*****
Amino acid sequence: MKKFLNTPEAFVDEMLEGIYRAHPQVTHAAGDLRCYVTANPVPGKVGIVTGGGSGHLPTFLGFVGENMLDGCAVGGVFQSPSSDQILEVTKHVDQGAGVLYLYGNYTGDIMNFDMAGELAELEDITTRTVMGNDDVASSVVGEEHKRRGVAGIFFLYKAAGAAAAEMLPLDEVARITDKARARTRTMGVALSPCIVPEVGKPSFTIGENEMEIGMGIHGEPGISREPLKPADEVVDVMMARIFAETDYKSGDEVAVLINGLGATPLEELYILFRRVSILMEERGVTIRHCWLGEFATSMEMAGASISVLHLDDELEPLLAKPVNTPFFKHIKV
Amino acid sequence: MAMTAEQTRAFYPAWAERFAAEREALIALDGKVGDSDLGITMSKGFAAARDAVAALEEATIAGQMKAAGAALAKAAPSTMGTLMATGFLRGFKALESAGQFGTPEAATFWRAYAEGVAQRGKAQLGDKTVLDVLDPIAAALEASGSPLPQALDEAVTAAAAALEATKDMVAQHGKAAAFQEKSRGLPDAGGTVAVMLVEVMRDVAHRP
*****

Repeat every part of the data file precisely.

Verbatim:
Amino acid sequence: MKKFLNTPEAFVDEMLEGIYRAHPQVTHAAGDLRCYVTANPVPGKVGIVTGGGSGHLPTFLGFVGENMLDGCAVGGVFQSPSSDQILEVTKHVDQGAGVLYLYGNYTGDIMNFDMAGELAELEDITTRTVMGNDDVASSVVGEEHKRRGVAGIFFLYKAAGAAAAEMLPLDEVARITDKARARTRTMGVALSPCIVPEVGKPSFTIGENEMEIGMGIHGEPGISREPLKPADEVVDVMMARIFAETDYKSGDEVAVLINGLGATPLEELYILFRRVSILMEERGVTIRHCWLGEFATSMEMAGASISVLHLDDELEPLLAKPVNTPFFKHIKV
Amino acid sequence: MAMTAEQTRAFYPAWAERFAAEREALIALDGKVGDSDLGITMSKGFAAARDAVAALEEATIAGQMKAAGAALAKAAPSTMGTLMATGFLRGFKALESAGQFGTPEAATFWRAYAEGVAQRGKAQLGDKTVLDVLDPIAAALEASGSPLPQALDEAVTAAAAALEATKDMVAQHGKAAAFQEKSRGLPDAGGTVAVMLVEVMRDVAHRP